The doctrine of consent of the governed is part of this classical theory of natural rights, he said, and begins with “state of nature theory.” From the writings of Thomas Hobbes and John Locke, it maintains that from the original complete freedom that all human beings had, governments are formed and endowed with the authorities that they legitimately possess. The natural rights to life, liberty and property are first secured and understood to be absolute, not relative to time or place. The people then establish governments consistent with these rights and which derive the powers that they do have from the people. By consulting “pure reason,” Pilon said, people committed to natural rights doctrine determine which specific “rights and obligations” people should have in a state of complete freedom, or a “state of nature.” But pure reason is finally insufficient, and political theorists must eventually turn to “values.” The objectives of full employment or security in old age might be values that the public would want to pursue. It is concerning differences about values between reasonable people that governments are empowered to act to make binding decisions. But objectives achievable through the government’s discretionary powers should never be referred to as natural rights, and people are not truly entitled to them, whereas on the other hand people are entitled to the natural rights of life, liberty, and property.
A questioner asked what could be done to change the many international agencies and institutions which are embedded in the language of human rights which are understood to include political and social rights. Rhodes said that human rights agencies in Europe, such as the European Court of Human Rights, are increasingly ignored, apparently because the countries they attempt to regulate do not find what are essentially policy decisions credible as judgments about fundamental rights. Rhodes says he expects that noncompliance will increase, and these supranational agencies will “become increasingly irrelevant.” These agencies will then “lose financial resources.” It will then be realized that human rights violations must be dealt with at a national or local level. He thus seemed to say that the human rights discourse of international agencies cannot be changed, but we should hope instead that they will wither away. Human rights will be addressed nationally, in a more traditional way, by national constitutions.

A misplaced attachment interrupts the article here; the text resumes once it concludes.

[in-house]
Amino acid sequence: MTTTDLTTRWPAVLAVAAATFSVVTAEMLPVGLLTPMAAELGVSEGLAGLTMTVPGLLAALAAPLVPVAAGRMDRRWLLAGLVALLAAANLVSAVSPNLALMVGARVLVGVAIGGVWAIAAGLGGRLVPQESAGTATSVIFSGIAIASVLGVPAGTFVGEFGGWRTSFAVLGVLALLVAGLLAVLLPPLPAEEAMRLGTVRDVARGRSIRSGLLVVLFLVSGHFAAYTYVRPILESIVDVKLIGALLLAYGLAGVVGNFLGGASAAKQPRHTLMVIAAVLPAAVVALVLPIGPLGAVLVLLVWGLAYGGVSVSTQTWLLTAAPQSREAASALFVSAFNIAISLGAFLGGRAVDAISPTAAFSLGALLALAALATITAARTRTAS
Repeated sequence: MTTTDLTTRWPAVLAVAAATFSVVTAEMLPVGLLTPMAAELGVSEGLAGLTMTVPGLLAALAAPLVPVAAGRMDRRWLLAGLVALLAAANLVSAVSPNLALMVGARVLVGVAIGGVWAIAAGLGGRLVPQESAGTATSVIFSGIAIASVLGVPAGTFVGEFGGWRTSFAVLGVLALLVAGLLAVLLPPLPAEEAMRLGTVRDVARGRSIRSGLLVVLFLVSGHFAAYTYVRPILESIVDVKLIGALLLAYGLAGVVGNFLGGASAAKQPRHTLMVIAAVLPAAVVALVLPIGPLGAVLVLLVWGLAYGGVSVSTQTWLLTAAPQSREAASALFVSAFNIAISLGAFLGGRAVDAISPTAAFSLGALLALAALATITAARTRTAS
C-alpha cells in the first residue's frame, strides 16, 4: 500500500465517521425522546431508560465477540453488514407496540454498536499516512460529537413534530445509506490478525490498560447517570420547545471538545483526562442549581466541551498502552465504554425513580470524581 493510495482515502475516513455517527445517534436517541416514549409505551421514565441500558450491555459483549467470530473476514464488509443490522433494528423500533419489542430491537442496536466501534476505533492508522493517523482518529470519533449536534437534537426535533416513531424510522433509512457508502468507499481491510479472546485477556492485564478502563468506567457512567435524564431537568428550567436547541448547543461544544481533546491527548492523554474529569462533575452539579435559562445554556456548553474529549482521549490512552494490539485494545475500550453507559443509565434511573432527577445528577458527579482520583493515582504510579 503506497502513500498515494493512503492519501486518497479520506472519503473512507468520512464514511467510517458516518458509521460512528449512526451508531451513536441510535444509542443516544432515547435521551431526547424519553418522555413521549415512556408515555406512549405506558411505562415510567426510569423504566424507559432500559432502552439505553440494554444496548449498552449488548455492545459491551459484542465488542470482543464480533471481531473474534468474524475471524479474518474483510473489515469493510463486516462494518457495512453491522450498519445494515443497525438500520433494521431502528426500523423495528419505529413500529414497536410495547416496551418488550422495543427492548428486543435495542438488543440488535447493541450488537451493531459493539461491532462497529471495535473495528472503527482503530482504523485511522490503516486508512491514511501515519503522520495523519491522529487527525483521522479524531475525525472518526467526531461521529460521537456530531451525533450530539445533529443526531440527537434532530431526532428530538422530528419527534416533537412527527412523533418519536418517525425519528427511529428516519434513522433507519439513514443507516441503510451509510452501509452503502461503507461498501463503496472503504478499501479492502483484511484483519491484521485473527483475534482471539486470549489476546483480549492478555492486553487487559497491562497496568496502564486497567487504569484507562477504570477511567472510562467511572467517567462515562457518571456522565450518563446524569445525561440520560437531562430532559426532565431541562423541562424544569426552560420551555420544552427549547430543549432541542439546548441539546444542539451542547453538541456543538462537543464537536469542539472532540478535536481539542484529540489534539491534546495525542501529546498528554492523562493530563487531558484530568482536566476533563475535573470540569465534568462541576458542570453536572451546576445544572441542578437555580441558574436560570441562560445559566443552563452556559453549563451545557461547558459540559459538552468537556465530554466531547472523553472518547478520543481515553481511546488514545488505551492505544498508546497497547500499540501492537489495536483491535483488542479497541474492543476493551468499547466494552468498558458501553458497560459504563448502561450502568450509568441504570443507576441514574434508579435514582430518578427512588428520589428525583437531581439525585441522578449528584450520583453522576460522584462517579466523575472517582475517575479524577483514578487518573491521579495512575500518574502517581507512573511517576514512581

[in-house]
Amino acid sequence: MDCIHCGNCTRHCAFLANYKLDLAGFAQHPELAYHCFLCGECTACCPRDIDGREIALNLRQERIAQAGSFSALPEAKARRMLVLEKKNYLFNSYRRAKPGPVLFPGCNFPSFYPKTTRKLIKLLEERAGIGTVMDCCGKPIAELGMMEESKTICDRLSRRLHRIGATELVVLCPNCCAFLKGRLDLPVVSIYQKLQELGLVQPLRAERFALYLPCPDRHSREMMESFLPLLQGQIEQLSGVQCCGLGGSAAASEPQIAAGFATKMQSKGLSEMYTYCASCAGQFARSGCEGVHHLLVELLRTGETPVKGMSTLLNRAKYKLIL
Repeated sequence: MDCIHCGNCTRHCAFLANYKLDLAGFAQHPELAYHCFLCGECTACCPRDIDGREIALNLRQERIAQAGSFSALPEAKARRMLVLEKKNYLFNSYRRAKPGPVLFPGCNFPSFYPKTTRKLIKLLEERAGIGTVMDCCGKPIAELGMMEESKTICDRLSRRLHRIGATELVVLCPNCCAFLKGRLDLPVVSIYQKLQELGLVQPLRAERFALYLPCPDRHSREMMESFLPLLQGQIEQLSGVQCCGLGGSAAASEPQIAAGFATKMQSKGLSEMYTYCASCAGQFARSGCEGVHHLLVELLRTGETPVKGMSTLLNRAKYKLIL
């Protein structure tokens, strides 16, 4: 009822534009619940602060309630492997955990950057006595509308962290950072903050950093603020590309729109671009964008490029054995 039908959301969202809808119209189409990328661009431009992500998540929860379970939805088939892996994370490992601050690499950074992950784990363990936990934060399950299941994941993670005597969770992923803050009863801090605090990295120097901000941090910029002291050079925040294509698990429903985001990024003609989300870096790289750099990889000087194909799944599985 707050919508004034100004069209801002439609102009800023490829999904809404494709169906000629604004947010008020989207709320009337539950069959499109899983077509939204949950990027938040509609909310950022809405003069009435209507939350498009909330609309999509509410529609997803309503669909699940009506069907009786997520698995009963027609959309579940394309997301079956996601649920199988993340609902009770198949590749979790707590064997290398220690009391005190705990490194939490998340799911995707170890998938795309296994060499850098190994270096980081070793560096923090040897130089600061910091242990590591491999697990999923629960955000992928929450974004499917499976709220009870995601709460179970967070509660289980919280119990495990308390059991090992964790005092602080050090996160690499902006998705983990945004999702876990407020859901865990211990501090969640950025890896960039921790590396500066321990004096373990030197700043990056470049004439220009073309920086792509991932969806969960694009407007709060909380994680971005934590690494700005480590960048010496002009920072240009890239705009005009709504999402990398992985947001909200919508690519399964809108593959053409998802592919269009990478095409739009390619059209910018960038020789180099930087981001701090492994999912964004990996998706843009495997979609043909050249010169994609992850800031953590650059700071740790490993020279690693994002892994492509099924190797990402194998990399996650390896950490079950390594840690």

In response to another question about the relationship between human rights and war, Rhodes said that he did not think that there “was such a clear relationship between human rights and security.” On the contrary, Rhodes thought that the quest for human rights, understood as classical natural rights, sometimes “leads to conflict …and conflict sometimes resolves human rights problems.” He did believe, however, that a good case could be made of “promoting human rights to prevent conflict.” Such rights, however, he understands as natural, rather than social and economic rights.
Ilya Shapiro of the Cato Institute asked whether or not “rights” are not simply things that some person or persons care about deeply, so making it a “right.” Pilon said, however, that a true right has an objective meaning, that of standing in a relationship with another person such that the other has an “obligation to do or not do some particular thing,” apparently endeavoring to replicate the freedom of the state of nature as best as can be done in an organized society. For each right, according to Pilon, there is a duty. With natural rights, all citizens can enjoy them at the same time, Pilon said, but with social and economic rights “someone is receiving, and someone else is paying.”
Perhaps key to resolving the threat to human rights in our day is to understand that true natural rights must be possessed by all human beings. Thus, we are all entitled to live and worship in accordance with our understanding of divine reality (freedom of religion), to express both truth and fair opinion (free speech), to form free associations (freedom of assembly, understood to entail association), and publicize our ideas free from state interference in print and broadcast media (freedom of the press). Other rights in the Bill of Rights and the Civil War amendments (Amendments Thirteen to Fifteen) are held by all persons. It might be added that even more basic is a right to life, whether one is disabled, old, newborn, or unborn. But rights tailored to who we are in particular, such as our status as being poor, blind, female, pregnant, homosexually inclined, genetically disabled, etc., are not natural rights, but policy positions that express someone’s will, not our status as free and equal human beings. Recovery of that understanding, both in public perception and in law, will be key to restoring a proper doctrine of human rights.